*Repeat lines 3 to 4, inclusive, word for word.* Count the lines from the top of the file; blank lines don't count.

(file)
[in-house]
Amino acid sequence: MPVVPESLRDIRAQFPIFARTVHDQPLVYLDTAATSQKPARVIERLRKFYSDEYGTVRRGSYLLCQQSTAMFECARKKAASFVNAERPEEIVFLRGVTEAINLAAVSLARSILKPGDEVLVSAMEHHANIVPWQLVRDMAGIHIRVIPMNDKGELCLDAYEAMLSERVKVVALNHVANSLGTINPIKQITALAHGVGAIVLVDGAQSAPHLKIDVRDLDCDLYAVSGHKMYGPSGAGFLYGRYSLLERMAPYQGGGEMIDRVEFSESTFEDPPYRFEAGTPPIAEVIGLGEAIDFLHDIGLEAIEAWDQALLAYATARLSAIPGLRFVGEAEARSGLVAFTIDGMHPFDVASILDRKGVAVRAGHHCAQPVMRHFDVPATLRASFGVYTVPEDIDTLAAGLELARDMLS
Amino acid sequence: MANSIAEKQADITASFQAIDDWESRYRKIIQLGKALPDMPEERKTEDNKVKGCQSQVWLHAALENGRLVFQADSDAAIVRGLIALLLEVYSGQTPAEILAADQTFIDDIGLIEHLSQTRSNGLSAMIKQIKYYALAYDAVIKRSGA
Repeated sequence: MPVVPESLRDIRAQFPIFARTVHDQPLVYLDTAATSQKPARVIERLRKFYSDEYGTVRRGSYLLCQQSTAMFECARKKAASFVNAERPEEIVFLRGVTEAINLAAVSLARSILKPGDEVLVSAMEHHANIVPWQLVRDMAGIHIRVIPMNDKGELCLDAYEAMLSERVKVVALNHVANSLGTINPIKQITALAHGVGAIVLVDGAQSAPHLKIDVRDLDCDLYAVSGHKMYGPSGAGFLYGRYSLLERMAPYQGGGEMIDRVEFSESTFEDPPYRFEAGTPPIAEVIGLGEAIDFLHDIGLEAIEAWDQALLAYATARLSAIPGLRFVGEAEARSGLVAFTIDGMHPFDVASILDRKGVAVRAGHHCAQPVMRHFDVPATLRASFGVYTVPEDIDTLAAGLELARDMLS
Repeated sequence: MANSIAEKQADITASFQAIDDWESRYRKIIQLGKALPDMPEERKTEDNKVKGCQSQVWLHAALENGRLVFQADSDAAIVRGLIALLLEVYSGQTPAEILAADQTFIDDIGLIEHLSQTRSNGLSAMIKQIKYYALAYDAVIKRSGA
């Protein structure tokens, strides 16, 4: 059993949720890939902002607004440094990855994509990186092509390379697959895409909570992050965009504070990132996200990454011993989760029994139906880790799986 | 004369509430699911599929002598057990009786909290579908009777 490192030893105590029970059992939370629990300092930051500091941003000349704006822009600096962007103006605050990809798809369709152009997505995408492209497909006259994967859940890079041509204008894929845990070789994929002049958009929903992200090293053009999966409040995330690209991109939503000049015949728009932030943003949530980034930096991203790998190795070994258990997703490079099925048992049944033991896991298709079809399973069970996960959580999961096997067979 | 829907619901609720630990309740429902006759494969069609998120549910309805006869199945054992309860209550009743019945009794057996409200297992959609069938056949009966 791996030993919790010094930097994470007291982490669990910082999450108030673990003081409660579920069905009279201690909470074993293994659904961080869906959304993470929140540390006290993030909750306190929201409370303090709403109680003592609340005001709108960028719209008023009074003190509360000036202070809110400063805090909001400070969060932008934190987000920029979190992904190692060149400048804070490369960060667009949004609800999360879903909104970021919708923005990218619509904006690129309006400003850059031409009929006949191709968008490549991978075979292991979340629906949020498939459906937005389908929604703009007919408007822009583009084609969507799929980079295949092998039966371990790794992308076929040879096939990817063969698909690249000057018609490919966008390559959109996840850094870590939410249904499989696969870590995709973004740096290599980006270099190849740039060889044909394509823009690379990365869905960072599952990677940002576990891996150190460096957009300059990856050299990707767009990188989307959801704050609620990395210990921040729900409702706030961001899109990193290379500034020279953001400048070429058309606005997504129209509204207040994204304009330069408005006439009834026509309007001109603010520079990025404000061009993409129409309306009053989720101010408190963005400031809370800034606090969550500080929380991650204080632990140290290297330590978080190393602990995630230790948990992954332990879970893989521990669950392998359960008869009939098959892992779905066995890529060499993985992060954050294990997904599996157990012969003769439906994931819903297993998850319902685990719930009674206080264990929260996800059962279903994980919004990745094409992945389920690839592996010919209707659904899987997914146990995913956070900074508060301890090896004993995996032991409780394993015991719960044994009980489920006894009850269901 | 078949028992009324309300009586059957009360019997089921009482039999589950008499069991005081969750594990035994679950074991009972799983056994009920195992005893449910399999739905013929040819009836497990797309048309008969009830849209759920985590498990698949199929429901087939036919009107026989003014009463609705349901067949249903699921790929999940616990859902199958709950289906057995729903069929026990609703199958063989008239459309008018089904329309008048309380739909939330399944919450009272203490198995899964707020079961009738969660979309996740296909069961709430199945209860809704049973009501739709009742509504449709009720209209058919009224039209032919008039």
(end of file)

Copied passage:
Amino acid sequence: MANSIAEKQADITASFQAIDDWESRYRKIIQLGKALPDMPEERKTEDNKVKGCQSQVWLHAALENGRLVFQADSDAAIVRGLIALLLEVYSGQTPAEILAADQTFIDDIGLIEHLSQTRSNGLSAMIKQIKYYALAYDAVIKRSGA
Repeated sequence: MPVVPESLRDIRAQFPIFARTVHDQPLVYLDTAATSQKPARVIERLRKFYSDEYGTVRRGSYLLCQQSTAMFECARKKAASFVNAERPEEIVFLRGVTEAINLAAVSLARSILKPGDEVLVSAMEHHANIVPWQLVRDMAGIHIRVIPMNDKGELCLDAYEAMLSERVKVVALNHVANSLGTINPIKQITALAHGVGAIVLVDGAQSAPHLKIDVRDLDCDLYAVSGHKMYGPSGAGFLYGRYSLLERMAPYQGGGEMIDRVEFSESTFEDPPYRFEAGTPPIAEVIGLGEAIDFLHDIGLEAIEAWDQALLAYATARLSAIPGLRFVGEAEARSGLVAFTIDGMHPFDVASILDRKGVAVRAGHHCAQPVMRHFDVPATLRASFGVYTVPEDIDTLAAGLELARDMLS